Articles and Advice
Let's Get Physical!
Young children are active by nature. They are at a developmental stage in which
physical activity plays a vital part in exploration of the environment. Similarly,
children crave opportunities to move their bodies.
Regular year-round exercise is essential in children's development of healthy eating
habits, for maintaining muscle, and in improving coordination.
They can engage in quiet, non-physical activities, such as watching or listening,
for short periods of time but, even when highly interested, they will eventually
give in to their need for movement and physical engagement.
Movement plays a critical role in children's health and the development of important
capabilities. For example, young children learn to run, skip, hop, and coordinate
muscles primarily with practice. We also know that children who develop healthy
habits, including regular exercise, early are more likely to be physically fit throughout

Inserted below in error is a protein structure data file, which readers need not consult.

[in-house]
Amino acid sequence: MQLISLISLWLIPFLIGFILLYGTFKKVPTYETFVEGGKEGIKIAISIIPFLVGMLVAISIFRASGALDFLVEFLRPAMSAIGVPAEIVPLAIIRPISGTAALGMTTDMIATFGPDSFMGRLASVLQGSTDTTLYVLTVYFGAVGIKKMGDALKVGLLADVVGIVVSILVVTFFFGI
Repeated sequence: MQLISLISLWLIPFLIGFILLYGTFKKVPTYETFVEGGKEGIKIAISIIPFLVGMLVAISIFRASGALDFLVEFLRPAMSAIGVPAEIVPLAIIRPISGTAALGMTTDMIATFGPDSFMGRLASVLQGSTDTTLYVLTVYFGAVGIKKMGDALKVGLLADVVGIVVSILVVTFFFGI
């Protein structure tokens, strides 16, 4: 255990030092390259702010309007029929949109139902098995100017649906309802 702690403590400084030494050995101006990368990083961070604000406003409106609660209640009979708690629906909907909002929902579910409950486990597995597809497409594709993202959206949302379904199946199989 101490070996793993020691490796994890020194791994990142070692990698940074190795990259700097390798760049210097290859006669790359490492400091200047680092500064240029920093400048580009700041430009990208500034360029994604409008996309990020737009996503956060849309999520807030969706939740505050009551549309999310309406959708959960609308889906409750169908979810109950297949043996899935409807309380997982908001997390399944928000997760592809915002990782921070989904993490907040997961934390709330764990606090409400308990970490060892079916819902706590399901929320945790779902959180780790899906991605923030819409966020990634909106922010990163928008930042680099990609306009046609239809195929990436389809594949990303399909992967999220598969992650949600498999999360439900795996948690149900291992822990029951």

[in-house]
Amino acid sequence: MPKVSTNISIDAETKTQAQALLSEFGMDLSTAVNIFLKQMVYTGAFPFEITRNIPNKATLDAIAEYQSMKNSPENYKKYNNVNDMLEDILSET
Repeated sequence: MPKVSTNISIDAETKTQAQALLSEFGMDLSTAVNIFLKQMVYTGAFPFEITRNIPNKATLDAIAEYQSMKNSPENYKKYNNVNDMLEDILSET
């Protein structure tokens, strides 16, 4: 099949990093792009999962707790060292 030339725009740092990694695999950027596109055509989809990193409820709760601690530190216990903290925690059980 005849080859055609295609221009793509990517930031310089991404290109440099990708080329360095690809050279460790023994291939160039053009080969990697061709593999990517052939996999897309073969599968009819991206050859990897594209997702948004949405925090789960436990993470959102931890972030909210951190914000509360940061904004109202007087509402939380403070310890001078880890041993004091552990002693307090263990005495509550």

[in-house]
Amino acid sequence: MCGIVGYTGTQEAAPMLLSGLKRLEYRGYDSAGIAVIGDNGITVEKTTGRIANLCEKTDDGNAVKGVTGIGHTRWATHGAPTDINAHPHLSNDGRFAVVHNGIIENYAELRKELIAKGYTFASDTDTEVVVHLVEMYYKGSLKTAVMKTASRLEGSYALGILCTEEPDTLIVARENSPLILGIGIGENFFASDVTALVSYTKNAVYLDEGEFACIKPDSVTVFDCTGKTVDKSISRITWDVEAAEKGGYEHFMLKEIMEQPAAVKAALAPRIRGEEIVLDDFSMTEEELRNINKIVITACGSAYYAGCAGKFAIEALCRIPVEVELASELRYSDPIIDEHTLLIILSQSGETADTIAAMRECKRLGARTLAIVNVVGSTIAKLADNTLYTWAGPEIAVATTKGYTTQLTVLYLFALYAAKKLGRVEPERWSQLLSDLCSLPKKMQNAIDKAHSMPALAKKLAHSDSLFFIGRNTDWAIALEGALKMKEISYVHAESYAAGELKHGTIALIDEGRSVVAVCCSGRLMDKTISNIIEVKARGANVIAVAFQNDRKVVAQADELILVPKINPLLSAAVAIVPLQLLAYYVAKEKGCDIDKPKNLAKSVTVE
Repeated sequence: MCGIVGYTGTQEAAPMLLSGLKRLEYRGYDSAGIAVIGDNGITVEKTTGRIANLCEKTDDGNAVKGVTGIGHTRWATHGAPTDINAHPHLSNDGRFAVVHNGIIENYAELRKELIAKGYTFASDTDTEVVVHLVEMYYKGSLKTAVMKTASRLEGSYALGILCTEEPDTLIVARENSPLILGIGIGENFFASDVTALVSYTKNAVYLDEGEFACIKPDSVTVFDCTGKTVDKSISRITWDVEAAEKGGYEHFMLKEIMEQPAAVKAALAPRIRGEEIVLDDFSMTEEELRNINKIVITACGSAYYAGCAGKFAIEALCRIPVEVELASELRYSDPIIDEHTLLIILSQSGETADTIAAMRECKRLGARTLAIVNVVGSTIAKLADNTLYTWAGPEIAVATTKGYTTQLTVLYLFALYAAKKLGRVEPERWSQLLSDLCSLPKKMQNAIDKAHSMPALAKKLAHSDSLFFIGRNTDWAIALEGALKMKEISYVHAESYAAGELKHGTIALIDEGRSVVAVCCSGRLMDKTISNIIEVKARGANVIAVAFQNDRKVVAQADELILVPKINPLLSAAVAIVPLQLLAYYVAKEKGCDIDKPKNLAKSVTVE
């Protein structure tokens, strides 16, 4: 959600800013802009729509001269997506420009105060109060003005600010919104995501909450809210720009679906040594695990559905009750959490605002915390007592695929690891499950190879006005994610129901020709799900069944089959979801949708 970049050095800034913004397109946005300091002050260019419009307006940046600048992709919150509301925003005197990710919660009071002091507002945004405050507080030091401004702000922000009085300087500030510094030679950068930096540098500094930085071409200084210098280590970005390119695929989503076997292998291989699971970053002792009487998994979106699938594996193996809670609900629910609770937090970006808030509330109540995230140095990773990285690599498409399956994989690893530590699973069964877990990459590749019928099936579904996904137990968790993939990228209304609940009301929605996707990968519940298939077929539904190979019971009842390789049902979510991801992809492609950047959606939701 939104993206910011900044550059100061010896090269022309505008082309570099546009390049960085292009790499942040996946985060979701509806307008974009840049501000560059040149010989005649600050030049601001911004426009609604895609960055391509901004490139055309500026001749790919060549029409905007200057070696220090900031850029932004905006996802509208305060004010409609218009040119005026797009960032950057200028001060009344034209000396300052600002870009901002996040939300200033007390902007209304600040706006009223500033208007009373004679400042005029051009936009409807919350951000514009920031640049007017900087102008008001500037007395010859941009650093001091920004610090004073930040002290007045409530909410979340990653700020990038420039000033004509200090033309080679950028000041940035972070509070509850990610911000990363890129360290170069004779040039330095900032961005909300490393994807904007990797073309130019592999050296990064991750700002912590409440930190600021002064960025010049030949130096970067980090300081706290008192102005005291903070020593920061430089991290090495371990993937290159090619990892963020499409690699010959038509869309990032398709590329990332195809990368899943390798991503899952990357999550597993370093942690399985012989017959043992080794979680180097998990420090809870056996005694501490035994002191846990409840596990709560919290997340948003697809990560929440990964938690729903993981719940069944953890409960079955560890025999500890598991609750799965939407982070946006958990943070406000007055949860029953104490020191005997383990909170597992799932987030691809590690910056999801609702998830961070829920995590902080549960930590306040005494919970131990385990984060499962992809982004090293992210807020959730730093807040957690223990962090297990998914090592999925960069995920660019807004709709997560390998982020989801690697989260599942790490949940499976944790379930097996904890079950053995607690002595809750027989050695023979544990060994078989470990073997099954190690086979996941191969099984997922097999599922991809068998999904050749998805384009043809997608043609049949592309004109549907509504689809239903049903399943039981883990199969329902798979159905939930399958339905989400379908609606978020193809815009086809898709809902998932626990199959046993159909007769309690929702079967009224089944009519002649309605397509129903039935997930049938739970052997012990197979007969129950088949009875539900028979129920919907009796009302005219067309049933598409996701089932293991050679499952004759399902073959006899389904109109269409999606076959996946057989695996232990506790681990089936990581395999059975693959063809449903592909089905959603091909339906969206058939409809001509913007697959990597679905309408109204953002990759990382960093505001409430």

Since adults have much less natural need for physical activity, it is easy to forget
to incorporate these activities regularly into the day. Regular year-round exercise
is essential in children's development of healthy eating habits, for maintaining
muscle, and in improving coordination.
Unfortunately, many young children are suffering the consequences of inactivity.
Pediatricians and other early childhood health experts recognize obesity as a growing
health concern among young children.
Since young children require regular and heightened nutrition for developing bones,
tissues and organs, young children's weight is best addressed through exercise.
Inactivity, more than overeating, is considered the major cause of childhood obesity
and regular and vigorous physical activity is considered the best route to establish
and maintain healthy weight.
Consider if your daycare provider implements the following:
- Whenever possible, select learning activities that have a movement component.
- Use time wisely throughout the day to ensure that outdoor play is considered an
important part of the daily routines.
- Outdoor activities that encourage children to move vigorously. Initiate active games
such as tag or relay races to encourage sustained movement among the children.
- Provide indoor space for movement, especially when weather limits outdoor play.
Set up an indoor obstacle course, group games or dance activities during the day.
- Be a role model. Demonstrate enthusiasm for and dedication to regular exercise.
Children learn from your example.
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